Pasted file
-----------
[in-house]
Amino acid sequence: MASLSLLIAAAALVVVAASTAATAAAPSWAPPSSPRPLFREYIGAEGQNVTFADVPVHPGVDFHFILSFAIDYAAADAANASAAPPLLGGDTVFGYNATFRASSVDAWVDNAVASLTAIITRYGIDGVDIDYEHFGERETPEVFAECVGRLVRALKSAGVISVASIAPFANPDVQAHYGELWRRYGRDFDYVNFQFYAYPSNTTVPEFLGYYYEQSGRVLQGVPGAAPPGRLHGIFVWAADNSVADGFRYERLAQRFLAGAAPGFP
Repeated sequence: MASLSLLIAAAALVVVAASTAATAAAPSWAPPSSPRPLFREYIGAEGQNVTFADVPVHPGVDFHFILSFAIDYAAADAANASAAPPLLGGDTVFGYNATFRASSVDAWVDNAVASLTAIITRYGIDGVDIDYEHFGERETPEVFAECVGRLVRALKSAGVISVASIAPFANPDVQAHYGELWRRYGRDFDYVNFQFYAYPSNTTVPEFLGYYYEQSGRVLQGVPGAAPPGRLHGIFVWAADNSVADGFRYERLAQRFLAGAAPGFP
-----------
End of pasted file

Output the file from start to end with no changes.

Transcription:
[in-house]
Amino acid sequence: MASLSLLIAAAALVVVAASTAATAAAPSWAPPSSPRPLFREYIGAEGQNVTFADVPVHPGVDFHFILSFAIDYAAADAANASAAPPLLGGDTVFGYNATFRASSVDAWVDNAVASLTAIITRYGIDGVDIDYEHFGERETPEVFAECVGRLVRALKSAGVISVASIAPFANPDVQAHYGELWRRYGRDFDYVNFQFYAYPSNTTVPEFLGYYYEQSGRVLQGVPGAAPPGRLHGIFVWAADNSVADGFRYERLAQRFLAGAAPGFP
Repeated sequence: MASLSLLIAAAALVVVAASTAATAAAPSWAPPSSPRPLFREYIGAEGQNVTFADVPVHPGVDFHFILSFAIDYAAADAANASAAPPLLGGDTVFGYNATFRASSVDAWVDNAVASLTAIITRYGIDGVDIDYEHFGERETPEVFAECVGRLVRALKSAGVISVASIAPFANPDVQAHYGELWRRYGRDFDYVNFQFYAYPSNTTVPEFLGYYYEQSGRVLQGVPGAAPPGRLHGIFVWAADNSVADGFRYERLAQRFLAGAAPGFP